Sometimes, it feels as if we are eavesdropping on day-to-day conversations rather than just hearing the usual litany of platitudes and regrets.
Rob Reiner's "The Story of Us" is a sad-sack movie about the misery of a married couple (Bruce Willis and Michelle Pfeiffer) who fight most of the time. Watching it is like taking a long trip in a small car with the Bickersons. I leave it to you to guess whether the movie has a happy ending, but what if it does? A movie like this is about what we endure while we're watching it, not about where it finally arrives.
Meet the Jordans, Ben and Katie. He's a TV comedy writer, she composes crossword puzzles. They have two kids, Erin and Josh. Their marriage is a war zone: "Argument has become the condition for conversation," he observes. They fake happiness for the kids. How did they arrive at such pain? It is hard to say; the movie consists of flashbacks to their fights, but their problems are so generic we can't put a finger on anything.
Gene Siskel used to ask if a movie was as good as a documentary of the same actors having lunch. Watching "The Story of Us," I imagined a documentary of the marriage of, say, Bruce Willis and Demi Moore. I do not say that to score a cheap point, but because Moore and Willis are spirited and intelligent people who no doubt had interesting fights about real issues, and not insipid fights about sitcom issues.
Example: The movie wants to illustrate Poor Communication. It shows Pfeiffer at home, where the washing machine is spewing suds all over the room and the kids are fighting. Willis calls her from outside their old apartment building, which is being torn down. He tells her the wrecking ball has just taken out their bedroom. She doesn't pay attention. His feelings are hurt.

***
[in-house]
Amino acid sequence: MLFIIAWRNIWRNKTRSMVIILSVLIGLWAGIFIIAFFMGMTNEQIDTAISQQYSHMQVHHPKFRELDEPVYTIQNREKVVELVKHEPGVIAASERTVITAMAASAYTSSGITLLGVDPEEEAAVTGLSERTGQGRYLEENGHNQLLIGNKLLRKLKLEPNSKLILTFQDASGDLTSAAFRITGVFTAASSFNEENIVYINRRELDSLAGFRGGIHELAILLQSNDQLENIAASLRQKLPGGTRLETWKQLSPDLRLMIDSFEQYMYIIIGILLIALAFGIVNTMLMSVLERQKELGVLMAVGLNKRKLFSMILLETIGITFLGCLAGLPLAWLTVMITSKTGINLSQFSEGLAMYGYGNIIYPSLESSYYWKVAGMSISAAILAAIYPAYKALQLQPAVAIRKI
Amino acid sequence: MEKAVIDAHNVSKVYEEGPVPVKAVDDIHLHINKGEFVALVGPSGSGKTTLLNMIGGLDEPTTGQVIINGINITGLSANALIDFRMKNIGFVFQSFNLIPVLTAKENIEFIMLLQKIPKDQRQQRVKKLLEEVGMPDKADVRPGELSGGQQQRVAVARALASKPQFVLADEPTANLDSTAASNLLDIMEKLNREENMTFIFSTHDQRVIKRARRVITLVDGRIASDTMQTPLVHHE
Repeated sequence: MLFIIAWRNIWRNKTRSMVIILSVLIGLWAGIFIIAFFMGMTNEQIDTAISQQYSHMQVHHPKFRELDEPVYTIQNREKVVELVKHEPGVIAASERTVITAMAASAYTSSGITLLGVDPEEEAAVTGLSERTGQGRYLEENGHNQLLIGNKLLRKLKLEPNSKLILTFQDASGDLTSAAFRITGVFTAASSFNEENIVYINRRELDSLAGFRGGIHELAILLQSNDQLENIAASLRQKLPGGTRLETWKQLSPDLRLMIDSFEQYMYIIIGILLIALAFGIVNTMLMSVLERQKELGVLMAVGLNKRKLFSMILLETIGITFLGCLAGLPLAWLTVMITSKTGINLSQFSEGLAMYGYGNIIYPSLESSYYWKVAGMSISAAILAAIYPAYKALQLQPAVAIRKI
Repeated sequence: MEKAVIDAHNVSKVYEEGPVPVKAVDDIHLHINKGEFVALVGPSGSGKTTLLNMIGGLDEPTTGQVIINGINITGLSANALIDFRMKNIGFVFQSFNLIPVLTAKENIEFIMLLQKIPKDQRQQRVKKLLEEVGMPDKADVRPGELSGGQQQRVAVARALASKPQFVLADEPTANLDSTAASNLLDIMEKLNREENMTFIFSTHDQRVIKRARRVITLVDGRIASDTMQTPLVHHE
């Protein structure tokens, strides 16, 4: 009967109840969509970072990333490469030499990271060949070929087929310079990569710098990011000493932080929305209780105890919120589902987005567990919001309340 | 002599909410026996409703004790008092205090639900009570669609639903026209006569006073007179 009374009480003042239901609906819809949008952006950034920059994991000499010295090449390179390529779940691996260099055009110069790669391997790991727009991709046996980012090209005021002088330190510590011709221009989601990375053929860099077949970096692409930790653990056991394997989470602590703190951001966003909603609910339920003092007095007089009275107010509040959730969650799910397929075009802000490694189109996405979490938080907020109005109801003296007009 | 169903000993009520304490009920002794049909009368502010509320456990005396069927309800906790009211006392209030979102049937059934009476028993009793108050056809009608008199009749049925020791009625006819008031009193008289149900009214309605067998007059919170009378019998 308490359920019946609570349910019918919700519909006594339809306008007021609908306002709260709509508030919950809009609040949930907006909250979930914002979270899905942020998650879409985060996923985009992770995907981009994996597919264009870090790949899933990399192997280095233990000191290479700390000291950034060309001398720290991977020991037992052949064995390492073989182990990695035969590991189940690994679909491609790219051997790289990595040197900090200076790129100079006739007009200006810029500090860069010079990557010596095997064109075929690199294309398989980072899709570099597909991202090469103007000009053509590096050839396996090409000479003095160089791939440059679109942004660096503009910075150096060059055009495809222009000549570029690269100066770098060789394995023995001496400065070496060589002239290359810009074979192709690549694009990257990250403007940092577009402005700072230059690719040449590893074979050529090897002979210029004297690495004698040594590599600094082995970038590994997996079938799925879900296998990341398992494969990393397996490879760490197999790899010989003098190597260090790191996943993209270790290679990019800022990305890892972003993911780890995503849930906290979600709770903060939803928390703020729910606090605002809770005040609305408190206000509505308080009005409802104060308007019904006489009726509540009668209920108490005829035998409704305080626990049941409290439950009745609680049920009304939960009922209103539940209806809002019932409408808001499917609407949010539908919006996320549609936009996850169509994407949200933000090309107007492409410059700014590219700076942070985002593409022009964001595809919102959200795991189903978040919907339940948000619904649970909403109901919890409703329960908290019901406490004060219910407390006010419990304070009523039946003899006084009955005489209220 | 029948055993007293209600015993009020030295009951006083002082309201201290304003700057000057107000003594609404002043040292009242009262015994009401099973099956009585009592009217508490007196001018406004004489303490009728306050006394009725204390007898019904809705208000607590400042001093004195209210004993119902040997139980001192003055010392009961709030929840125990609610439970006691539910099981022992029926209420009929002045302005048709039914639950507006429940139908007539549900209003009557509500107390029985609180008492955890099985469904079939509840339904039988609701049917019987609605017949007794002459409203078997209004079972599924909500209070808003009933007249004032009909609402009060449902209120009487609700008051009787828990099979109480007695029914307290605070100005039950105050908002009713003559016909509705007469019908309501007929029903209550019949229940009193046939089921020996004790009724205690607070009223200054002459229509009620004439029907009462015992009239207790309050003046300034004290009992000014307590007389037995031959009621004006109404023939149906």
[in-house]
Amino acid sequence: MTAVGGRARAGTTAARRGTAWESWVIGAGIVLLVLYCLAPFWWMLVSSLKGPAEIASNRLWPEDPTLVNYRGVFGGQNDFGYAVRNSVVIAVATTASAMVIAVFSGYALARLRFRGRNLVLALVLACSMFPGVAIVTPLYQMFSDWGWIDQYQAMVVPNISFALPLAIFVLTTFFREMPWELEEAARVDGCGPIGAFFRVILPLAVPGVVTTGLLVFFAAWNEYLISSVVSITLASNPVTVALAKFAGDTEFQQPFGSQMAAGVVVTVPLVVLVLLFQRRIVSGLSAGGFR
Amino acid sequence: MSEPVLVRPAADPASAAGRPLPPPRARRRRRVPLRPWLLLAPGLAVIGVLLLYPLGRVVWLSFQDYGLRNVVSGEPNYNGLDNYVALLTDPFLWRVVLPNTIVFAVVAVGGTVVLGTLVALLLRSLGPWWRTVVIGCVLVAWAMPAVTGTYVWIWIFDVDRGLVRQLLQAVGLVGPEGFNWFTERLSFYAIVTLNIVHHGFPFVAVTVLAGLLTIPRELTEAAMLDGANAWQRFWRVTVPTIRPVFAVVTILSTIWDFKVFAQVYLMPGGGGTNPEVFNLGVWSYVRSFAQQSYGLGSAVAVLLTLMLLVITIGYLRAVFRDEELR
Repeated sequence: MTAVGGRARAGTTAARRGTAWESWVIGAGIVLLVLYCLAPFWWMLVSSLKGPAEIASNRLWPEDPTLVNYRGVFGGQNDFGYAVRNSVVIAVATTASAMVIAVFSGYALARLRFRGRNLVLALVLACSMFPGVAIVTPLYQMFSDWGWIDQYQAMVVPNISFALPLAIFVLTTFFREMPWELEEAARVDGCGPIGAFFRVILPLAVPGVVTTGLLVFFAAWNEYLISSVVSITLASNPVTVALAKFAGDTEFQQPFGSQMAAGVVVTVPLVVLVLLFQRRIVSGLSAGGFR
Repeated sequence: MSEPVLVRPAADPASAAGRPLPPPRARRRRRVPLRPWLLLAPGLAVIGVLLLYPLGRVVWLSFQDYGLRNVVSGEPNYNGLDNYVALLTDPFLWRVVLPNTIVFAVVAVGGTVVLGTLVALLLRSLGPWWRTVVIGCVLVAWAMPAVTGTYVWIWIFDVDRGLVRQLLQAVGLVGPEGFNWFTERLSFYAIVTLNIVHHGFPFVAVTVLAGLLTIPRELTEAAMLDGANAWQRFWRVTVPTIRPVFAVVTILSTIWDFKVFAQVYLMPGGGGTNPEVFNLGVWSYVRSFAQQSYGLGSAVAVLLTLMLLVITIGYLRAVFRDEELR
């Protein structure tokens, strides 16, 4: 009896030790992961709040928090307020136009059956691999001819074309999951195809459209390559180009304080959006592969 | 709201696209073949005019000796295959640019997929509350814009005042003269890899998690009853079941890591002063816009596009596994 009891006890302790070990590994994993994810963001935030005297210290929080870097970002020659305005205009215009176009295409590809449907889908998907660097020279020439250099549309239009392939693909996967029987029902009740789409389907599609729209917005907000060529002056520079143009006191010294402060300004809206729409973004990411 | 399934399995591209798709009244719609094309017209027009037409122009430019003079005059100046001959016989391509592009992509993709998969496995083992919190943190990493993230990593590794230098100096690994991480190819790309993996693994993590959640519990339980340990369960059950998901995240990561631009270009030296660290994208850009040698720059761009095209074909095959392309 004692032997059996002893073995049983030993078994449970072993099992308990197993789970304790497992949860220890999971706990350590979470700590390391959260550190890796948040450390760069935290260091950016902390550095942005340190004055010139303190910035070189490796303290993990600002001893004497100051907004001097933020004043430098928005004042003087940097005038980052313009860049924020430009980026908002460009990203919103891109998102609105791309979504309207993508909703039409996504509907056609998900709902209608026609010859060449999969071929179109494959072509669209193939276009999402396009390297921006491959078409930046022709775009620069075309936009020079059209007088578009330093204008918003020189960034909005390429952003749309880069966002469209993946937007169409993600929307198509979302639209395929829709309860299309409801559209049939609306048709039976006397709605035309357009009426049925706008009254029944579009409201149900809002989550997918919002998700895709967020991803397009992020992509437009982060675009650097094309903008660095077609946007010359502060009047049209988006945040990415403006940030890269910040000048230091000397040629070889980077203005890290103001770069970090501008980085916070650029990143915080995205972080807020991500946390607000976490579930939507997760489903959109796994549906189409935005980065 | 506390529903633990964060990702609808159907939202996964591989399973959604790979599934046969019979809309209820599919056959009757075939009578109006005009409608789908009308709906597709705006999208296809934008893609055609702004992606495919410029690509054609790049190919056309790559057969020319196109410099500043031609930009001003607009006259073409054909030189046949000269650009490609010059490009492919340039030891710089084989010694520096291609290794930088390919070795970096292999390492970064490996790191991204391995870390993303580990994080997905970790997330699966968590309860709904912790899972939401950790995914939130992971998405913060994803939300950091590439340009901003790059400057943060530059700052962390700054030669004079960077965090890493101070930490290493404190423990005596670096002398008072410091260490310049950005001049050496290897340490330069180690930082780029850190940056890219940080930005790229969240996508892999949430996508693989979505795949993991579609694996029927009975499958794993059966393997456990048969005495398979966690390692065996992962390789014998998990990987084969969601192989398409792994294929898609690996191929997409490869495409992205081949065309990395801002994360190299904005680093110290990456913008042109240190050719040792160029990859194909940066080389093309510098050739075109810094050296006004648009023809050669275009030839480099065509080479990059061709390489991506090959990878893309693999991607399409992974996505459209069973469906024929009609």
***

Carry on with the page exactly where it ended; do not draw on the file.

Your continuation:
The Marriage Counselor is in: She should shout, "The washer just exploded!" And he should say, "Catch you later!" Another marriage saved. Oh, and if I were her, I'd turn off the power to the washing machine.
The movie is filled with lame and contrived "colorful" dialogue. Reiner, who plays a friend of the husband, gives him a long explanation of why appearances deceive. "We do not possess butts," he says, "but merely fleshy parts at the top of our legs." Woah! Later there is a restaurant scene in which Willis screams angrily in an unsuccessful (indeed, melancholy) attempt to rip off Meg Ryan's famous restaurant orgasm in Reiner's "When Harry Met Sally...." At the end of his tirade, Willis jumps up and tells Reiner what he can "shove up the tops of your legs!" Doesn't work, because (a) he's too angry to think up or stop for a punch line, (b) the line isn't funny, and (c) the setup wasn't funny, either, because the concept isn't funny. Oh, and the scene ends with Reiner doing a double-take directly into the camera. How many ways can one scene be mishandled? Who thought this movie would be entertaining? The same person who thinks we need more dialogue about why guys do the wrong thing with rolls of toilet paper. And who thinks the misery of this film can be repaired by a showboat monologue at the end that's well-delivered by Pfeiffer, but reads like an audition scene.
There is a famous short story about an unhappy couple and about what happens when it comes time to tell their children they're getting a divorce. It is called "Separating," by John Updike. Read it to understand how much "The Story of Us" does not reach for or even guess.
A rebuttal to Joni Edelman's piece on "Inside Out."
MTV's Scream and CBS's Zoo premiere tonight. One is worth your time. Which one?
Three films starring Gina Lollobrigida have been released on Blu-ray; Glenn Kenny looks at them and her entire career.
An essay on the underrated scores of late composer James Horner.